Would I be correct in saying the simplest I could write the equation for these logic gates would be ABC+A'B'C=X
Try uploading the image directly to AAC by clicking the "Go Advanced" button and select "attach" (the paperclip symbol). See if that helps. Regards, Matt
Great! So the first thing I see with your work is that you have A'B' when it should be (AB)'. You'll have to use DeMorgan's rule to break the bar. That is, invert each input and change the operation from AND to OR. Try that and see where you can go from there
No it would not. I'm afraid there's much more to it than that. And take a look at my previous post. A'B' is incorrect.
I had the A'B' wrote down on paper like (AB)'. I just wasn't sure how to indicate that on the computer. So if I use DeMorgan's rule my next step would be ABC+A'+B'C=X Would that be correct?
Close. When you use DeMorgan's rule, you'll have to be careful to keep your parentheses. A'+B'C is very different from (A'+B')C.
I suppose you could do it that way, but I have to ask--do you know how to use Karnaugh Maps? Or must this be done purely through boolean algebra? EDIT: Looking back over that, it appears that what you have written IS the simplest form....
It can be done through k-maps. I'm just trying to have a better understanding of boolean simplification. I am not learning very much from the way my teacher is explaining it, and Exams are tomorrow. This was just a logic gate circuit I made, it isn't homework.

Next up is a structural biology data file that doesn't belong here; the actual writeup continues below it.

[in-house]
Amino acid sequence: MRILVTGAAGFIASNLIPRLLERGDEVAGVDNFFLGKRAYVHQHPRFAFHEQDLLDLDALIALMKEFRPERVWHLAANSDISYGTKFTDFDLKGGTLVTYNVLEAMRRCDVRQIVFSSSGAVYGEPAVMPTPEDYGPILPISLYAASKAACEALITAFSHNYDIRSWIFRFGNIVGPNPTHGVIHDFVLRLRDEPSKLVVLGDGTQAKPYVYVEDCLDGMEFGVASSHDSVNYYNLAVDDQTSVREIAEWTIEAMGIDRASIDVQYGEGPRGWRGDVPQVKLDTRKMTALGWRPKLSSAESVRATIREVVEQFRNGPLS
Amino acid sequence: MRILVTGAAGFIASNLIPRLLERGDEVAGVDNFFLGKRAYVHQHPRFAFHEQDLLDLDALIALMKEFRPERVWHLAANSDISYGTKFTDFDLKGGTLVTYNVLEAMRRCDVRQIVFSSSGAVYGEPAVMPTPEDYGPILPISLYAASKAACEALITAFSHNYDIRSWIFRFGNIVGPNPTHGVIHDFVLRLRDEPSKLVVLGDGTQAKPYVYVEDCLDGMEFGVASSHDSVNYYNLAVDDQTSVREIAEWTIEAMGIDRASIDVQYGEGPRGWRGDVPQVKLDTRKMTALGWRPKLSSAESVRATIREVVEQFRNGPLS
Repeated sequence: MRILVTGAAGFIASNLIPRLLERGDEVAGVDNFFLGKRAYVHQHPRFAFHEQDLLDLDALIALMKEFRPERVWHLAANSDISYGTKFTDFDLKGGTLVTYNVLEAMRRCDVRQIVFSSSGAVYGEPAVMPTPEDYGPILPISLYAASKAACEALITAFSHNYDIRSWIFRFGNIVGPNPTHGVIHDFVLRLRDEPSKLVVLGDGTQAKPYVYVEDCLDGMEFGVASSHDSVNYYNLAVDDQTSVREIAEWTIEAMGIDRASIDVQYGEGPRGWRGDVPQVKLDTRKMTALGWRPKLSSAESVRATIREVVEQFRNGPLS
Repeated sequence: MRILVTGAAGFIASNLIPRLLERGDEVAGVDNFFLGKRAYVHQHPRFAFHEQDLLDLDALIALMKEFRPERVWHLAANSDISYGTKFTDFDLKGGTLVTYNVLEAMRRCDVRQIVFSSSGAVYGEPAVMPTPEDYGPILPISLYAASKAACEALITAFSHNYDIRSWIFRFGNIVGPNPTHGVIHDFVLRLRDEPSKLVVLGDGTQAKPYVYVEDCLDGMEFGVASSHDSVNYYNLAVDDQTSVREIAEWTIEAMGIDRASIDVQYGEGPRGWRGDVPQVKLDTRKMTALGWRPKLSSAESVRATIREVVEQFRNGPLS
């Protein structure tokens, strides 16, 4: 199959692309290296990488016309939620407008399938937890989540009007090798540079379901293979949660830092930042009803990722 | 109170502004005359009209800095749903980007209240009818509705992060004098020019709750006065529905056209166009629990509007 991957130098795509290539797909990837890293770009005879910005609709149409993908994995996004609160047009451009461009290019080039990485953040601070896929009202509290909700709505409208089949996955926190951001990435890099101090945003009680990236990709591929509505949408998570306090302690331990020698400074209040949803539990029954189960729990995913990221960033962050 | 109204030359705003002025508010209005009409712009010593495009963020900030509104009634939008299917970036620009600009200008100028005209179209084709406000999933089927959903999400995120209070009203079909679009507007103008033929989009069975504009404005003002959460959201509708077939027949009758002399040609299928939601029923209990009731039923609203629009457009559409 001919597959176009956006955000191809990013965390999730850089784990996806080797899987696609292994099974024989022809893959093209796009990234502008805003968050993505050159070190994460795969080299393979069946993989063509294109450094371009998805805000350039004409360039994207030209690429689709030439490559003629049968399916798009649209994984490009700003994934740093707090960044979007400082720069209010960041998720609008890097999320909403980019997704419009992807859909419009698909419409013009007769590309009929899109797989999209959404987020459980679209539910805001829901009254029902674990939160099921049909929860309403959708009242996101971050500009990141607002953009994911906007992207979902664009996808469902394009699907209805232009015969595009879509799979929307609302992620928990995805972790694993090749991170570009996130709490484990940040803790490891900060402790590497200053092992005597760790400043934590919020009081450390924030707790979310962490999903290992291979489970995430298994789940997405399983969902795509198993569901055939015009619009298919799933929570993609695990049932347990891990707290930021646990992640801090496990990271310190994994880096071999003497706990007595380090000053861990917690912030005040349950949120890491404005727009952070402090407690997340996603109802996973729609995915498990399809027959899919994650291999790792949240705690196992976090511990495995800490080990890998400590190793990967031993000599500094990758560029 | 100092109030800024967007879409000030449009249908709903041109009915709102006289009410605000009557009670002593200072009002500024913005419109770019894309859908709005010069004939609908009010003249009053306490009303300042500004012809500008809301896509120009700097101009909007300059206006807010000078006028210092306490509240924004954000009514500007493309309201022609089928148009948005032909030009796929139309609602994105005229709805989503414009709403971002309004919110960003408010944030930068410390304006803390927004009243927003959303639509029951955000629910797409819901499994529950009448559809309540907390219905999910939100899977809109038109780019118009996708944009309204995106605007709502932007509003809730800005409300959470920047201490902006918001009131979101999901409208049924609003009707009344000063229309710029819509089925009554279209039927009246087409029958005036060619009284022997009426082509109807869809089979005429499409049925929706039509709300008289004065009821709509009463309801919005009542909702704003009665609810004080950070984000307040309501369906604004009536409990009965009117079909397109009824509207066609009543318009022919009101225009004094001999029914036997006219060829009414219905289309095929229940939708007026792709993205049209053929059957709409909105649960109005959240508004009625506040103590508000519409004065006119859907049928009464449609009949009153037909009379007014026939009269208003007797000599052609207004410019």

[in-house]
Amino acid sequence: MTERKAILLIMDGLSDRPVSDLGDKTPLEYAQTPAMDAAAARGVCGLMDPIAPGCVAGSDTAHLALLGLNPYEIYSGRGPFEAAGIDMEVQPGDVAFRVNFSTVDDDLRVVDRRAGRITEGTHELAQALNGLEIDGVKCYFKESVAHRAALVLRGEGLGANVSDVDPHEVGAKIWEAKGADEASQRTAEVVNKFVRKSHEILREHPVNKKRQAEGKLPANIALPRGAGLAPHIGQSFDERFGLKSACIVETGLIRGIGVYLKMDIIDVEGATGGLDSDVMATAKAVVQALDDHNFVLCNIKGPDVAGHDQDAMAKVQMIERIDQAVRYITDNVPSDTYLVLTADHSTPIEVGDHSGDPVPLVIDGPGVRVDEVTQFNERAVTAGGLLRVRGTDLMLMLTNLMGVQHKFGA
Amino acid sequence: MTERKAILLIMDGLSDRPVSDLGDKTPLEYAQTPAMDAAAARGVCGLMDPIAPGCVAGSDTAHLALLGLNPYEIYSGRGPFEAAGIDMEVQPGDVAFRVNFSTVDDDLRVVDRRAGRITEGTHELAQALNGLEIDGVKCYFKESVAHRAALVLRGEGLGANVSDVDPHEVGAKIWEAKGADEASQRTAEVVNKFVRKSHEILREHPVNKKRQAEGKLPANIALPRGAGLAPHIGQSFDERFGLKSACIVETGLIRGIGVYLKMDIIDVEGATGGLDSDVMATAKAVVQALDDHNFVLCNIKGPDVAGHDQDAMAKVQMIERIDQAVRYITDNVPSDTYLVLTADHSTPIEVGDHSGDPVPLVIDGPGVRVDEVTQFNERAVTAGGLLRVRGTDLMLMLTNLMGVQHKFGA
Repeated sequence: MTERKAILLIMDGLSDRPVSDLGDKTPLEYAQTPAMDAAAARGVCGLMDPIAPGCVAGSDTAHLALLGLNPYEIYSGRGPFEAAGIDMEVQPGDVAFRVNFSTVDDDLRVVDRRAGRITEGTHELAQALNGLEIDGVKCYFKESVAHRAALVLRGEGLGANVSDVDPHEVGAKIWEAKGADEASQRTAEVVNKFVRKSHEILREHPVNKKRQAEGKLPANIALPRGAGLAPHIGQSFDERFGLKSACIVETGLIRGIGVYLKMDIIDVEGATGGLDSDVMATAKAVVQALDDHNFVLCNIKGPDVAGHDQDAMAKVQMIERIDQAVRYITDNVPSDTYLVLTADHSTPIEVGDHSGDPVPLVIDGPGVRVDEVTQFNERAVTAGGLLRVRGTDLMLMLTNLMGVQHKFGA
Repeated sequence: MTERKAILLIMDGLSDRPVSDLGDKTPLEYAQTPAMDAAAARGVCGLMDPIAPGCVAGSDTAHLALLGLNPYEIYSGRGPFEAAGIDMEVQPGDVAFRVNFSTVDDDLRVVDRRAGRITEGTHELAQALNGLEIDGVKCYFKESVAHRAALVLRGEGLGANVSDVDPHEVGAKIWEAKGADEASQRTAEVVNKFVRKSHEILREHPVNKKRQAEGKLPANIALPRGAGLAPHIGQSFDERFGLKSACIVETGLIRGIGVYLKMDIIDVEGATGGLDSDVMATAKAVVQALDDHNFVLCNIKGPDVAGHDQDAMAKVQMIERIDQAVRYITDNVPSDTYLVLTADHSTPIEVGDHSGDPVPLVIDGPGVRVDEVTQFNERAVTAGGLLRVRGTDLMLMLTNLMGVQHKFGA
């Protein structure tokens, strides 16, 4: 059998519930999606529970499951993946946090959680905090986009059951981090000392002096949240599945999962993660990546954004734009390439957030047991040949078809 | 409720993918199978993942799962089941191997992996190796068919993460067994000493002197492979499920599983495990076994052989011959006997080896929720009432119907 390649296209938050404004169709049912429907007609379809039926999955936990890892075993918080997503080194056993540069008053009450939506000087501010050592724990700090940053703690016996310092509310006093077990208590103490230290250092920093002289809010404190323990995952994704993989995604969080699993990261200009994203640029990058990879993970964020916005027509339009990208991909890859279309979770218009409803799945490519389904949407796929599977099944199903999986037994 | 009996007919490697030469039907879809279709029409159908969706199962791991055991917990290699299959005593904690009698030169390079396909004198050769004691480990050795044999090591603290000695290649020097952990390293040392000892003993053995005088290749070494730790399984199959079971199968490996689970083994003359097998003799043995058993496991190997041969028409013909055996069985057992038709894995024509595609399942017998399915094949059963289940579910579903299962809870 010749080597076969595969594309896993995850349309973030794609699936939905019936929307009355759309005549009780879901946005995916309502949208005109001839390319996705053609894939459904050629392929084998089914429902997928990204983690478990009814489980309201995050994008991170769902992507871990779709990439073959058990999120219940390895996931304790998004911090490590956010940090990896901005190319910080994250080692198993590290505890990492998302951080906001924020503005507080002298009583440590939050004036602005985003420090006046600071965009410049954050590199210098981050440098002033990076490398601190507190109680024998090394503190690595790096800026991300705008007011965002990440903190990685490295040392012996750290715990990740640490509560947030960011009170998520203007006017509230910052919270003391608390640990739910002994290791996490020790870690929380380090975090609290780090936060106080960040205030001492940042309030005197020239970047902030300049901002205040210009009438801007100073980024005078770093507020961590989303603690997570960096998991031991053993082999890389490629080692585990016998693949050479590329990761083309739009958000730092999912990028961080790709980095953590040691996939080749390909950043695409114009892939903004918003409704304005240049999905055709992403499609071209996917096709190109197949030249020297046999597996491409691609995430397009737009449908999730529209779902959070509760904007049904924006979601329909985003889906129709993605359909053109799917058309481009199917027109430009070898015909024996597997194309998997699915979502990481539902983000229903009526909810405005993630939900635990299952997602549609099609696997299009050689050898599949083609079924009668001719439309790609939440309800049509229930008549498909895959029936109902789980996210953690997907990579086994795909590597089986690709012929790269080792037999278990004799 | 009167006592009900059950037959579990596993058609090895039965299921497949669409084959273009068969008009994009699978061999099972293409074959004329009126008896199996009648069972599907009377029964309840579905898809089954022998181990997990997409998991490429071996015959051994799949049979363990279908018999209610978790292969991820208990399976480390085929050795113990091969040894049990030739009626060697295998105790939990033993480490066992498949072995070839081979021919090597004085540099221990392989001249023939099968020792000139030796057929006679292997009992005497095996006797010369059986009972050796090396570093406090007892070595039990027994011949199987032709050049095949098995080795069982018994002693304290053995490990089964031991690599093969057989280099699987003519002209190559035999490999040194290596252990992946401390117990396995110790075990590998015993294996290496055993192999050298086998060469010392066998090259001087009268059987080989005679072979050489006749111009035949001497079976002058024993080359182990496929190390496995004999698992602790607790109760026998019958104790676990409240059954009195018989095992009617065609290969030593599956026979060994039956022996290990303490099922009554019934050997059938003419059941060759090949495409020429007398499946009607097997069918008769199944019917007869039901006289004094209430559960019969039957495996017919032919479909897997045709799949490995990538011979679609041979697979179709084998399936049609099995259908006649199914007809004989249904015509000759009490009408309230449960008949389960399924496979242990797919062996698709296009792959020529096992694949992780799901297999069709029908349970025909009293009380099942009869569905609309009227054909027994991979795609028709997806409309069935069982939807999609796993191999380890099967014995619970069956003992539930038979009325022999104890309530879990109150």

Ah, good to know. Well, you can always put it into a K-map to check your work. I believe that other than that A'B' vs (AB)', and the "factorization", you had the correct answer.
Are you sure I can't reduce that down to just C=X? I put it in a k-map and it gives me just C=X, that is if I am doing the k-map right.
I've noted that, at a few points, you appear to struggle with proper expression notation. You might want to practice by drawing the truth tables for things like A'B' vs (AB)' and (A+B)C vs A+BC. As has already been established, the basic equation for this circuit is Y = ABC + (AB)'C Factor out the C to get Y = [AB + (AB)']C (This is actually the form that is very obvious from the circuit itself) But we know that (X+X') = 1 (here, X = AB), so this is just Y = C If you missed this, then you can still get there the long way: Y = ABC + (AB)'C expands directly to Y = ABC + (A' + B')C Y = ABC + A'C + B'C At this point, you can do the following Y = (AB + A' + B')C Y = (AB + A'(B+B') + (A+A')B')C Y = (AB + A'B + A'B' + AB' + A'B')C Y = (AB + A'B + AB' + A'B')C You could note, at this point, that the factor in parens has all four possible combinations of A and B, or you could keep plugging away Y = ((A + A')B + (A + A')B')C Y = (B + B')C Y = C
You're welcome. Normally I would not just post a detailed answer, but rather ask leading questions to help you get their on your own. But in this case a number of factors made me decide that just providing the answer was reasonable, not the least of which is the fact that you had already determined the correct answer on your own and that that was a problem you made up for yourself (taking your word for that, but seems likely).
Oops! I think I had a symbol mixed up Yes, I believe you can reduce that down to X=C. My apologies EDIT: This is strange. I posted this last night, but it never showed up! I hit "quote" this morning to fix it and the text I typed last night was still here